Reflecting back on our stay in Egypt, I can honestly say that I am very happy that we had the opportunity to see the pyramids and to see Cairo. As both Aidan and I mentioned, we really hadn’t imagined the reality of Cairo and our initial disappointment is due mostly to our ignorance rather than an accurate reflection of all the good things Cairo has going for it.
Cairo is the 16th most populous metropolitan area in the world (with around 17 million people) and the largest in the Arab region. Egypt is the 27th largest economy in the world, but its GDP per capital (in “purchasing power parity“) places it at around 100th in the world, with a per person GDP estimated at $6,000 (in comparison the U.S. is ranked around 8th in the world at around $48,000). With some natural resources (esp. natural gas), strong agriculture (for the region, they have plenty of water), strategic location and even some heavy industry, they could definitely be a global contender if their political situation settles down (Maybe they could “punch above their weight.” If you haven’t seen the funny video to which I allude, here it is). However, there is plenty of concern amongst the people we talked with that the current administration could push things in the opposite direction. Tourism also would benefit from a more stable political climate.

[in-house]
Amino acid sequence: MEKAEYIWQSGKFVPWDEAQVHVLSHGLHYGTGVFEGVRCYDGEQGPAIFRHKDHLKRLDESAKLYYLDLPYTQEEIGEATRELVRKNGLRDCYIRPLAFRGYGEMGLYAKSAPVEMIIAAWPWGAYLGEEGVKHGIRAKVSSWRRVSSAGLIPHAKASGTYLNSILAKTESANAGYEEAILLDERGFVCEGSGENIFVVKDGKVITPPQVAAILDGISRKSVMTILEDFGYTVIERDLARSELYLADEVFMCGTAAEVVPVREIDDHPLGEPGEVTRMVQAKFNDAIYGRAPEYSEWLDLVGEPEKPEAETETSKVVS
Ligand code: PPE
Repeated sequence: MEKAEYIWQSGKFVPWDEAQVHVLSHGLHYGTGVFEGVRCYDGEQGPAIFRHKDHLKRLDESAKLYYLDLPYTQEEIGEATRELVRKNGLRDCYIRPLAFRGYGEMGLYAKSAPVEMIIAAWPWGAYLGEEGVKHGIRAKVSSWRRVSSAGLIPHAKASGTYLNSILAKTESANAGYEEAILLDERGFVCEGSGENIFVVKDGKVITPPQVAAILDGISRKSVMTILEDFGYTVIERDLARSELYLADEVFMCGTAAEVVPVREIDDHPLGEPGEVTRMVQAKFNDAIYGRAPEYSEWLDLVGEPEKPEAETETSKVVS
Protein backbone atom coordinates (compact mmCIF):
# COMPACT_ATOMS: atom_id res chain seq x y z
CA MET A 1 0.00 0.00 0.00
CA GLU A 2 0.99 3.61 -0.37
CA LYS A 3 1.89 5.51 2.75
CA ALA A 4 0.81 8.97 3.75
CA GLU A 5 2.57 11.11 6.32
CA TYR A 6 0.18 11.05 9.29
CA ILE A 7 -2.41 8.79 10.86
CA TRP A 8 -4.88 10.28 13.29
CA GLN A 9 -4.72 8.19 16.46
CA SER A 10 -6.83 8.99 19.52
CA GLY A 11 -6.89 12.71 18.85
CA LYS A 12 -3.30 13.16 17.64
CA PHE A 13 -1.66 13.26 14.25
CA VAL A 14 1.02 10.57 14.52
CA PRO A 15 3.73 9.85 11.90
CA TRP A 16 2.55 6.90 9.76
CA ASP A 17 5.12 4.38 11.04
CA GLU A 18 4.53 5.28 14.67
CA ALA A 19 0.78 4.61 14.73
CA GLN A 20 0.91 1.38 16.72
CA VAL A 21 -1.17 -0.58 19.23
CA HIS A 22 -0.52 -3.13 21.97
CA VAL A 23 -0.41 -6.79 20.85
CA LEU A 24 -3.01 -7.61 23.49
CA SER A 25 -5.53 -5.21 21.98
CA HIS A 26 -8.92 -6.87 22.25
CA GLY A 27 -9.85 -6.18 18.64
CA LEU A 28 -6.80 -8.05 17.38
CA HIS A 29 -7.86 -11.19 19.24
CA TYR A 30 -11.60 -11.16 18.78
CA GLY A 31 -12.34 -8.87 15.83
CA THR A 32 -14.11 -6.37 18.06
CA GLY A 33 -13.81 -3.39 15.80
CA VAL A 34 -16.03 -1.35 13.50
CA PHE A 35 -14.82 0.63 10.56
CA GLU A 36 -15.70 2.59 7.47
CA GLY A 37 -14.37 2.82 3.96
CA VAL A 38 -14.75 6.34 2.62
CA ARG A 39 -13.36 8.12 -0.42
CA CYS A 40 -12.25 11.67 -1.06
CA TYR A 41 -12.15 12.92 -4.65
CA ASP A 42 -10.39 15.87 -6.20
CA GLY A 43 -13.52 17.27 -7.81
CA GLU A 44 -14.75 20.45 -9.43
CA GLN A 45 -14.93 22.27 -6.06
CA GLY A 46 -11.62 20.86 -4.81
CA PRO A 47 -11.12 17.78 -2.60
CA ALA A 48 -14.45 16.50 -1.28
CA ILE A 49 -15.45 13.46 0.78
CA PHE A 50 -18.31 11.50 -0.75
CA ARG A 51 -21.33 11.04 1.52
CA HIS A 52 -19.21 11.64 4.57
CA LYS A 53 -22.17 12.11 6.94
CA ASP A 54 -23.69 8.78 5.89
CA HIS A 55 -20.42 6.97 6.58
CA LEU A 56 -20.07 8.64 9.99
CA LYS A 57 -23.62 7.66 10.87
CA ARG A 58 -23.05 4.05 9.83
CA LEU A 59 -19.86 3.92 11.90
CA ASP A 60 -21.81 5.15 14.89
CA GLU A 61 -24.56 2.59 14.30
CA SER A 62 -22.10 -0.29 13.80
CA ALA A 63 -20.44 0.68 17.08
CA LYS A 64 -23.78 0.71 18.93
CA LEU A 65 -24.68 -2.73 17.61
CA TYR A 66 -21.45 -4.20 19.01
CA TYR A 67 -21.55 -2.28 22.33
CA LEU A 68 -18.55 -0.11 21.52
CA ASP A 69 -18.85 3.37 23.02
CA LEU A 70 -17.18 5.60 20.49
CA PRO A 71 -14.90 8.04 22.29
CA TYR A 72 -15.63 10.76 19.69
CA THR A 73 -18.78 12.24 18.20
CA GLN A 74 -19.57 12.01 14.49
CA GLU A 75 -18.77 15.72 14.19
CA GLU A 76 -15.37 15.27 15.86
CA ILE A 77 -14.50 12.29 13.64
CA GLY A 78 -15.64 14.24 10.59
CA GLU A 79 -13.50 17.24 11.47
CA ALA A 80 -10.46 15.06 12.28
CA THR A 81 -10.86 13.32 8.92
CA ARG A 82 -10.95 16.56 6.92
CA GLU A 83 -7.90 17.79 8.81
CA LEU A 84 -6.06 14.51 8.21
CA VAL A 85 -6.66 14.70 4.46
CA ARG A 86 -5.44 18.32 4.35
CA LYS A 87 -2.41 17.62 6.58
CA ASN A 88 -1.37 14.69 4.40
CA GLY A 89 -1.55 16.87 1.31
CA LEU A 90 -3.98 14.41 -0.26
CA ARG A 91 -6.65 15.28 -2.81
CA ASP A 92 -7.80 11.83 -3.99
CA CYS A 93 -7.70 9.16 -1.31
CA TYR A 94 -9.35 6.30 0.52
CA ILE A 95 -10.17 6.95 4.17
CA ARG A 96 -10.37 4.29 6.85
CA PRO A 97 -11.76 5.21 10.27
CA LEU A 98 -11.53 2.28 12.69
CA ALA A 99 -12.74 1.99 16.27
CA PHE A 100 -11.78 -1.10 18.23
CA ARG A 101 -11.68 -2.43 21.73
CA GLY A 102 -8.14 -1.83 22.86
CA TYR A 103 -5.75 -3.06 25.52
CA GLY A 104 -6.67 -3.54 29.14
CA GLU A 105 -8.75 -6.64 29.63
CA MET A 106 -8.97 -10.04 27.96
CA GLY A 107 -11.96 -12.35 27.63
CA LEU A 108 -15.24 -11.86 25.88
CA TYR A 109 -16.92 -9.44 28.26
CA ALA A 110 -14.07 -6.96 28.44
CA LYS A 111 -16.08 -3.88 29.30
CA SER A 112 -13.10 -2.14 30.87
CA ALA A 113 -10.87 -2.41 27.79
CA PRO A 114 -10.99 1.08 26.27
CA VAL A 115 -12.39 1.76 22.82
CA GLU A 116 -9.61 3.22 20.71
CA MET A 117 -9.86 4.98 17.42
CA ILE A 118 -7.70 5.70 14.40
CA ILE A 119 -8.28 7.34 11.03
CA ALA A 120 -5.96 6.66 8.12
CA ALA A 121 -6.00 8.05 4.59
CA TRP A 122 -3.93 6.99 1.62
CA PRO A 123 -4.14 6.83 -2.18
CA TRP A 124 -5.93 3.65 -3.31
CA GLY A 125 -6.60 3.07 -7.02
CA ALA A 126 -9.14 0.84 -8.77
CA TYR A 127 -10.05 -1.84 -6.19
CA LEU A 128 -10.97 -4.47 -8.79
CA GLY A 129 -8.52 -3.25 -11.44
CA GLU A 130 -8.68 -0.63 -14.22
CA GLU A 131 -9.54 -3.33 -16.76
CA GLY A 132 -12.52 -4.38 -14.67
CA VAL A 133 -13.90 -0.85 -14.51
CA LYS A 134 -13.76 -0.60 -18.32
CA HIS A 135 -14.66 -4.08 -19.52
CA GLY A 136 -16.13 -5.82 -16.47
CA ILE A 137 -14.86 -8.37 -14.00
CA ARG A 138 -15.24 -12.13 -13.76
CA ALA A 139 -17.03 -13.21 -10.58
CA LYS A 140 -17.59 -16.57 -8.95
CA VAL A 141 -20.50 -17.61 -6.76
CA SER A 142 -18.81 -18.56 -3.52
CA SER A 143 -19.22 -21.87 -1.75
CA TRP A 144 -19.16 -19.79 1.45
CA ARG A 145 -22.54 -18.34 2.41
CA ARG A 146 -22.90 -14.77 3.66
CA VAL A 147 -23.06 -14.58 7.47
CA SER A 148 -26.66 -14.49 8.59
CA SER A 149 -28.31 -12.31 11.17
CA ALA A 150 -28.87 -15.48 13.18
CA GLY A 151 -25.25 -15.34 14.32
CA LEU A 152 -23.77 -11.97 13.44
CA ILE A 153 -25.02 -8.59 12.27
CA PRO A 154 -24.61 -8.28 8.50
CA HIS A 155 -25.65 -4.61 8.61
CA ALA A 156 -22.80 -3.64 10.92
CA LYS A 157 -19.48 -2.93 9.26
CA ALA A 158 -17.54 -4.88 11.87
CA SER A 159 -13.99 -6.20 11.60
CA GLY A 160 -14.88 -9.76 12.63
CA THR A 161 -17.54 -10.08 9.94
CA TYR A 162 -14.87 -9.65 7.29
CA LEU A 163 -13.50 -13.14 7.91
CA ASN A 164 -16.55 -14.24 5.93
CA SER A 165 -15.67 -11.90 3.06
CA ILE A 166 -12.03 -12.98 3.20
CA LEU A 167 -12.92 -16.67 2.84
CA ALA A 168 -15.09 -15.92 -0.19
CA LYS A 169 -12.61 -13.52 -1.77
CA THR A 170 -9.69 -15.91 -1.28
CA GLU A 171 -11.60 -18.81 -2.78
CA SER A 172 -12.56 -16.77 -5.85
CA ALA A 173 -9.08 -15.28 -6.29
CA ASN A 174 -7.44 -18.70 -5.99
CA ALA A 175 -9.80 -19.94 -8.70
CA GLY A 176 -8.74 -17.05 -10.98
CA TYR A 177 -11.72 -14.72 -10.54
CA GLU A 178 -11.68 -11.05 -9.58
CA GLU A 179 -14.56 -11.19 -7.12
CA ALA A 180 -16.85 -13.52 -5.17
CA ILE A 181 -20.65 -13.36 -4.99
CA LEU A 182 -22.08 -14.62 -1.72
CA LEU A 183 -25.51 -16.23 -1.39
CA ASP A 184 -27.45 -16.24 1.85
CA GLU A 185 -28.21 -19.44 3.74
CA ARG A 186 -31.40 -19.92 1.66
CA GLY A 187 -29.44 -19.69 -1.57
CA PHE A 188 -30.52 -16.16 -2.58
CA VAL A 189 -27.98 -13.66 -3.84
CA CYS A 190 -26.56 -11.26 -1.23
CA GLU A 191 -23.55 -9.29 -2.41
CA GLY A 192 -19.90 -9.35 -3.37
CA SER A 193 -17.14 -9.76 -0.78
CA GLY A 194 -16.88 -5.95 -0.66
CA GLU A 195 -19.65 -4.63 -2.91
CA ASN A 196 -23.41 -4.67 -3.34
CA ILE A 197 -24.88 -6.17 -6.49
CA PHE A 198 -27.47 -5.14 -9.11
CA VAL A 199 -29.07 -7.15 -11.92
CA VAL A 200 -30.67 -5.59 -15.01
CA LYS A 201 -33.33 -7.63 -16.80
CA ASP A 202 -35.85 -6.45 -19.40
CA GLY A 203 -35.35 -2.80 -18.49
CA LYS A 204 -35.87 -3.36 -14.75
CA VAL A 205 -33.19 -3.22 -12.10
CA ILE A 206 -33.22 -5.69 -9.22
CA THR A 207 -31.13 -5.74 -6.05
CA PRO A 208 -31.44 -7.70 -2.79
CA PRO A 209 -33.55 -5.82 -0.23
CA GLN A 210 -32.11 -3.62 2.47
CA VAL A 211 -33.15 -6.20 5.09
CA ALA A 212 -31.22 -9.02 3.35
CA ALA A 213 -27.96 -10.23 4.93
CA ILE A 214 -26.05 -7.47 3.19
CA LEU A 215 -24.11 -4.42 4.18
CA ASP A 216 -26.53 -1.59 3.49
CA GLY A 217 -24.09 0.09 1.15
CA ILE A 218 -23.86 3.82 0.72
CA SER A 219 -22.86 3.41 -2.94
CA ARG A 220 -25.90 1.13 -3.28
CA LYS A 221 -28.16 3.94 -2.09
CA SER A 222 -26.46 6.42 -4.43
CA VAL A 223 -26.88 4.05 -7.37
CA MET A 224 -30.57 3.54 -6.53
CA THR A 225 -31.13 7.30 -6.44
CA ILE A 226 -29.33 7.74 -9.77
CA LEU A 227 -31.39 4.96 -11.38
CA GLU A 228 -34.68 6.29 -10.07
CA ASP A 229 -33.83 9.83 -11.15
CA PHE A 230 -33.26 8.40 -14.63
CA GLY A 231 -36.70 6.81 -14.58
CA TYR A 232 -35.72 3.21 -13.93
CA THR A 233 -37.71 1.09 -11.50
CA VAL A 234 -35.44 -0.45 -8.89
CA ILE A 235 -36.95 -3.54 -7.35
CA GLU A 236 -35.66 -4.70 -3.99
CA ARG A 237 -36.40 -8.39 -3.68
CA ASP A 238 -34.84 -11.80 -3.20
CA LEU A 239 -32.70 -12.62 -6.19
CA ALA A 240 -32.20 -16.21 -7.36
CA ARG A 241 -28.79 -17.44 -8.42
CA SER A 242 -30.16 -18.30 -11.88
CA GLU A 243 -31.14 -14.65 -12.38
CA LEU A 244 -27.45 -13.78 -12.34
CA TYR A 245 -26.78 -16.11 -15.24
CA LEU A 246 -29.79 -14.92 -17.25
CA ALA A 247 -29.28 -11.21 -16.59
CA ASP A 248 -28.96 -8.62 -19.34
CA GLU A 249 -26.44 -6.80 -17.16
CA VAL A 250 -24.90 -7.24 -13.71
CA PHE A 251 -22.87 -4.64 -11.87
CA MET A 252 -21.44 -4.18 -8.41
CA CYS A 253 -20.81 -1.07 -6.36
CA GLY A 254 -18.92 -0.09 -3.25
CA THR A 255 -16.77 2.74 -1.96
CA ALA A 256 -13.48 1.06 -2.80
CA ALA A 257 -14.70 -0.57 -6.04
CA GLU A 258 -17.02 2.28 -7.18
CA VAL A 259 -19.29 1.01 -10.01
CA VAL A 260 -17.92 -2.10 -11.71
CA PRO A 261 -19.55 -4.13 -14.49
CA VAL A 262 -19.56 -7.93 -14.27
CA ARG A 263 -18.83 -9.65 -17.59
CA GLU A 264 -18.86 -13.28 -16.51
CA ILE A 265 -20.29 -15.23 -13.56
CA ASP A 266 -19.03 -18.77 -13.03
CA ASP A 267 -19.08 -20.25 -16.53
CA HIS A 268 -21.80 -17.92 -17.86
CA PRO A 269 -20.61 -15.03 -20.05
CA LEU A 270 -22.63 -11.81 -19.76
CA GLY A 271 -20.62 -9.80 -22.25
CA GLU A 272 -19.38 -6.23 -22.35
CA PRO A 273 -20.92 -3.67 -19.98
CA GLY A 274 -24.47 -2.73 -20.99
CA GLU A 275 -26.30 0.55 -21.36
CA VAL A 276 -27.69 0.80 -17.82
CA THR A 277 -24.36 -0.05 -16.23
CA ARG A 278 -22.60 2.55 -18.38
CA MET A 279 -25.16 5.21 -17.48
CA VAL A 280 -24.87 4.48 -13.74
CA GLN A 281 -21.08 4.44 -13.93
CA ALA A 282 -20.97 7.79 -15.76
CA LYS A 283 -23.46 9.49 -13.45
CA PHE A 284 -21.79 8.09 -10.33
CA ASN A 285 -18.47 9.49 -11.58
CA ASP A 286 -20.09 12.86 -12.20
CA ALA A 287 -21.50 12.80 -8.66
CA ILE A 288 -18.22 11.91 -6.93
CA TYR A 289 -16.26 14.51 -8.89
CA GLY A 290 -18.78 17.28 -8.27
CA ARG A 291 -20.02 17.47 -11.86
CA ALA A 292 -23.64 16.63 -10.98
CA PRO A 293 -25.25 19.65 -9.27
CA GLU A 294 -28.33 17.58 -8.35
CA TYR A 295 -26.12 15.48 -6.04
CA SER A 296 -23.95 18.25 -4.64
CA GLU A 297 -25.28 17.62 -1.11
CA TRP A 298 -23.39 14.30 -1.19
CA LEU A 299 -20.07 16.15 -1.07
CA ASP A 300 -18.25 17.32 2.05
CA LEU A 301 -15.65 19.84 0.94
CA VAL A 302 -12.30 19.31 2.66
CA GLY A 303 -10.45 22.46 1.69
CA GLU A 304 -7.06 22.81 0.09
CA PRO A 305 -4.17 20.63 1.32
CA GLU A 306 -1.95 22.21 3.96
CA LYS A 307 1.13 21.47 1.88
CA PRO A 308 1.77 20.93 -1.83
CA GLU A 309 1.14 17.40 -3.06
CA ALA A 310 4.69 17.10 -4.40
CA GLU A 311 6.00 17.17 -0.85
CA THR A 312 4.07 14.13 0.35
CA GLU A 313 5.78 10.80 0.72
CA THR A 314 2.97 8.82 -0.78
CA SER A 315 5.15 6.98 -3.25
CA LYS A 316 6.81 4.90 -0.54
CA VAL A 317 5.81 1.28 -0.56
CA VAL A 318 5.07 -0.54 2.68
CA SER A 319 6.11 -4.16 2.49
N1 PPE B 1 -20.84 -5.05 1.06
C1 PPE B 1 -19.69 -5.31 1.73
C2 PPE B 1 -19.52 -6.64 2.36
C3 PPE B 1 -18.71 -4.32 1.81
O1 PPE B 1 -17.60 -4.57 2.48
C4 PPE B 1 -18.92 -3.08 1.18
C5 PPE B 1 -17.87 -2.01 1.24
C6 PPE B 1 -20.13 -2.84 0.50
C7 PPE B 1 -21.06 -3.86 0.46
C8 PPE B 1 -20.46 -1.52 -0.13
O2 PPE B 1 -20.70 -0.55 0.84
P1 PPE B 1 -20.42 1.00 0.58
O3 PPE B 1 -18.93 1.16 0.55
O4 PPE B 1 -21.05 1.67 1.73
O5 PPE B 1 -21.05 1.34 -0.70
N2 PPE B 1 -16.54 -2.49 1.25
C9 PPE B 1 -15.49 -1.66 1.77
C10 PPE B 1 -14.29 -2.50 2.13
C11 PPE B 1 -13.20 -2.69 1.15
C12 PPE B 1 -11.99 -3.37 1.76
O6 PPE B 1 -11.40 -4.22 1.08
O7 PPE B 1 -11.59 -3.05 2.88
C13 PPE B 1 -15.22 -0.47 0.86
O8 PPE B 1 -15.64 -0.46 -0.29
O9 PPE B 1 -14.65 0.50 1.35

Today we’re beginning our stay in Dubai. The kids have been excited to see the world-famous skyline and I have to agree with my friend Nenad that the buildings are really works of art. However, the contrast between Dubai and Cairo couldn’t be bigger. The roads are in great condition, there has been no sign of trash and we can see several miles in every direction. We’re looking forward to getting out to explore – and to seeing some family friends I first met in the 1970s, Omar and Nadia Mashabi. While normally living a long way from Seattle (in KSA and Dubai), the Mashabis have long been close to our family and Omar honored my family by flying to Seattle for my father’s funeral last year.